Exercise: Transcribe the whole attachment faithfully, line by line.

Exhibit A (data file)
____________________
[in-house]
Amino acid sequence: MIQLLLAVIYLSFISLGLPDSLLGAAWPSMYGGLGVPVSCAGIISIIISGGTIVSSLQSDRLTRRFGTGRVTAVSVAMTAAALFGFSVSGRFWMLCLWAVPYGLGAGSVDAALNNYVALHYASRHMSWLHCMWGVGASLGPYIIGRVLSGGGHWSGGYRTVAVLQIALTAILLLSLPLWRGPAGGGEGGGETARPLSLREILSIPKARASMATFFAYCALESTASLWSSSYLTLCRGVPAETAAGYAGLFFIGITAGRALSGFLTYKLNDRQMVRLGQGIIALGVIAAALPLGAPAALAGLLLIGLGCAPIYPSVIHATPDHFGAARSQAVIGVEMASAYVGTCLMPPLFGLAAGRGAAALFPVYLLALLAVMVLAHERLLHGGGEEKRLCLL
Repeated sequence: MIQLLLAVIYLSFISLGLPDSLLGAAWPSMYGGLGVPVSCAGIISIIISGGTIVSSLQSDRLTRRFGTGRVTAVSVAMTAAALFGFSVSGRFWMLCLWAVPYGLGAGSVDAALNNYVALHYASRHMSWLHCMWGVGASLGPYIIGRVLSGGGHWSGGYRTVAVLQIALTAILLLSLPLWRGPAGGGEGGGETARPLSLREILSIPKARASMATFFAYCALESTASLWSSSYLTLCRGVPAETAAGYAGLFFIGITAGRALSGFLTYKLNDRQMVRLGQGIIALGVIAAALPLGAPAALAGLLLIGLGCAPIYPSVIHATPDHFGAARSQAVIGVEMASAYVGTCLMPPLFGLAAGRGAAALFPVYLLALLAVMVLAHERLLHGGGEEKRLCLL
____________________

[in-house]
Amino acid sequence: MIQLLLAVIYLSFISLGLPDSLLGAAWPSMYGGLGVPVSCAGIISIIISGGTIVSSLQSDRLTRRFGTGRVTAVSVAMTAAALFGFSVSGRFWMLCLWAVPYGLGAGSVDAALNNYVALHYASRHMSWLHCMWGVGASLGPYIIGRVLSGGGHWSGGYRTVAVLQIALTAILLLSLPLWRGPAGGGEGGGETARPLSLREILSIPKARASMATFFAYCALESTASLWSSSYLTLCRGVPAETAAGYAGLFFIGITAGRALSGFLTYKLNDRQMVRLGQGIIALGVIAAALPLGAPAALAGLLLIGLGCAPIYPSVIHATPDHFGAARSQAVIGVEMASAYVGTCLMPPLFGLAAGRGAAALFPVYLLALLAVMVLAHERLLHGGGEEKRLCLL
Repeated sequence: MIQLLLAVIYLSFISLGLPDSLLGAAWPSMYGGLGVPVSCAGIISIIISGGTIVSSLQSDRLTRRFGTGRVTAVSVAMTAAALFGFSVSGRFWMLCLWAVPYGLGAGSVDAALNNYVALHYASRHMSWLHCMWGVGASLGPYIIGRVLSGGGHWSGGYRTVAVLQIALTAILLLSLPLWRGPAGGGEGGGETARPLSLREILSIPKARASMATFFAYCALESTASLWSSSYLTLCRGVPAETAAGYAGLFFIGITAGRALSGFLTYKLNDRQMVRLGQGIIALGVIAAALPLGAPAALAGLLLIGLGCAPIYPSVIHATPDHFGAARSQAVIGVEMASAYVGTCLMPPLFGLAAGRGAAALFPVYLLALLAVMVLAHERLLHGGGEEKRLCLL